When I Decided to Stop Comparing My Mental Illness to Others'


I look great.

I am nearly six feet tall, my hair and nails are colored to perfection, I coordinate fashionable outfits and wear an accent of makeup.

More than that, I do great. I’m a model, competitive dancer, gymnast and runner. I play in symphony orchestras on three musical instruments. I got an A+ on every college exam. I was a published novelist, singer and self-taught guitar song-writer.

Have I said enough? Probably. I gave a thorough description, so you have me figured out now, right? My outside sounds pretty ideal — maybe even perfect.

But that is only the outside. What you don’t see, is how desperately disgusting and worthless I feel on the inside. What you don’t see is the struggle to live day by day tormented by multiple mental illnesses. You don’t see my suicidal thoughts or how immeasurably difficult it is for me to force a bite of necessary food into my mouth. You don’t see obsessive rumination in place of sleep. You see my smile and hear my laugh but don’t know how out of control and manic I am. Sometimes you don’t see me at all for weeks as I am hospitalized again on a psychiatry unit.

You, on the other hand, seem to have it together. You know the secret ingredient to living a successful life and I’ve somehow missed out. You are happy all the time and have no problems.

Do you feel offended by those statements? Try to think how many times you’ve thought that of someone else. Even if it’s only the tall well-dressed young woman who smiles as you pass on the sidewalk.

I spent too many years comparing my insides to other peoples’ outsides.

My world changed when I began to practice not comparing. And yes, it takes a lot of practice. For me the key to taking this step was threefold: eliminate self-pity, stop judging and have compassion. I am unsure of how or where I started. I can’t tell you if they developed in a certain order, or if they all grew together at the same pace. However, I now recognize each as an invaluable skill of surviving life, and I see how each skill is enmeshed with the other.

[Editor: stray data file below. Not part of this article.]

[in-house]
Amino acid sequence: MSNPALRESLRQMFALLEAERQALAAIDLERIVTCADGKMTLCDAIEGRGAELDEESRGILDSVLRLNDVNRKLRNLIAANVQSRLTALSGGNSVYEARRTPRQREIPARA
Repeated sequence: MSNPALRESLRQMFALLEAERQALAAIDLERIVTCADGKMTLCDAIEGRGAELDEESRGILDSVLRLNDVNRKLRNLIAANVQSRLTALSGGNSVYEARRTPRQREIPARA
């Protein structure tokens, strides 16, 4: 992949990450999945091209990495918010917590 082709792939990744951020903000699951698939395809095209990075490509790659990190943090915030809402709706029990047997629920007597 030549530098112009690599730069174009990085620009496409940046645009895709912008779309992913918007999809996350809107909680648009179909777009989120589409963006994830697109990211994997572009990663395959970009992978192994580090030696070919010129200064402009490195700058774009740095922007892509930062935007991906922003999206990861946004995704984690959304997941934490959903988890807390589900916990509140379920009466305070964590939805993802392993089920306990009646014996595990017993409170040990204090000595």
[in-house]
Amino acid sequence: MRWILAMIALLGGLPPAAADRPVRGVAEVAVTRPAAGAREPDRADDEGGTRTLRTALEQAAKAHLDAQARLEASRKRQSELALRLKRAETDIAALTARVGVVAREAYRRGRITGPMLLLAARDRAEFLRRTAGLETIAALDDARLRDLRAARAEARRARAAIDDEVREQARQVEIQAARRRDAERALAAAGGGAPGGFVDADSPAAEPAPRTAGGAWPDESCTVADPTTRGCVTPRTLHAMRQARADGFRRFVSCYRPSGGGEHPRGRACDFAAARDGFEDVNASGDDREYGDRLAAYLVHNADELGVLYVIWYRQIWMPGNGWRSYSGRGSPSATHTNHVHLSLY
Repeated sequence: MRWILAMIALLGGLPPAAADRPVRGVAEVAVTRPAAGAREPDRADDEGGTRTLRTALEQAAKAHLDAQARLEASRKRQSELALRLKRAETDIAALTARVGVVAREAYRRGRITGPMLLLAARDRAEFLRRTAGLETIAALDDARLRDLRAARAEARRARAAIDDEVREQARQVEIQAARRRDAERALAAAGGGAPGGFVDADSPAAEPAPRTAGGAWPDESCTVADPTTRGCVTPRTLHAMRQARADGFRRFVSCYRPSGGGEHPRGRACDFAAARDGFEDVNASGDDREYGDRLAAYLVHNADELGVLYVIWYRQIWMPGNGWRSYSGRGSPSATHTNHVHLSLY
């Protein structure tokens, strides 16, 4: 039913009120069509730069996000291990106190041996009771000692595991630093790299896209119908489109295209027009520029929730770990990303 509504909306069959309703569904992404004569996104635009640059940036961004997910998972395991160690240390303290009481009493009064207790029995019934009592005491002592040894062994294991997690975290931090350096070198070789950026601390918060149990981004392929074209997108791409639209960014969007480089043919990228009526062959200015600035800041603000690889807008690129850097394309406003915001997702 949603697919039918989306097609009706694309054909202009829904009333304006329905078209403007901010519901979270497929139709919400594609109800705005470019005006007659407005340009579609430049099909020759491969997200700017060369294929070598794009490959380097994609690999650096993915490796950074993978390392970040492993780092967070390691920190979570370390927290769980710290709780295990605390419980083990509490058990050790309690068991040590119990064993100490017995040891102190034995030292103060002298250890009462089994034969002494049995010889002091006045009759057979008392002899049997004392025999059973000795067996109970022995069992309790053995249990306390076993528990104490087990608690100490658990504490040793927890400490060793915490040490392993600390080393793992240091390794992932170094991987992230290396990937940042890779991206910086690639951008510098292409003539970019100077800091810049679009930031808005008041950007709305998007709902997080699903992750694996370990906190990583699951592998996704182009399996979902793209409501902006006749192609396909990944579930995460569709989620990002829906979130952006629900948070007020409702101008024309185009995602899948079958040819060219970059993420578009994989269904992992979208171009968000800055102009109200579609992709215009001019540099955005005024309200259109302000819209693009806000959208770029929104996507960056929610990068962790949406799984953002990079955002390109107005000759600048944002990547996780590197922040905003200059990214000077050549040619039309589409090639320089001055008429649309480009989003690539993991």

Everyone has a story. Everybody experiences pain. Almost everyone endures a traumatic event in a lifetime — I am certain of this. But difficulty arises when I compare my story to someone else’s. The aforementioned three skills invert to feeling sorry for myself, negative judgment and intolerance. I become isolated because no one understands my story. I think they don’t understand because I judge them better off or worse off than me. Their life has been far more difficult than mine, or they have never experienced the trauma or emotional pain I suffer. There is no middle ground in my brain. In either scenario, I have decided no one can relate, and this turns out to be very lonely.

I needed to understand this very clearly: Pain is pain — people have varying thresholds. What one person may experience as a traumatic event, another may not. However, the pain we all feel at times is just as valid as the next person’s.

When I stopped thinking of myself as so uniquely sad, and stopped judging another person’s situation as “nothing compared to what I’ve been through,” I equalized the playing field of life. With this as a consistent practice, I am able to be a person among persons, instead of the outsider no one could possibly understand. The truth is: people will never fully understand my personal circumstances just as I will never fully understand theirs. But believing I am different is the lie that separates me from the rest of the human race. When I am hurting, others understand my hurt because at some point in their life they have experienced pain. Pain is pain.

Mental illness doesn’t come in a single identifiable outside package. Mine certainly doesn’t, so why should I expect everyone else’s personal battles to be obvious? Who gives me the authority to judge whether a person’s trauma is “significant” or not? I don’t know what is going on inside for people, so today I choose to have compassion for each individual as they walk out their own story.


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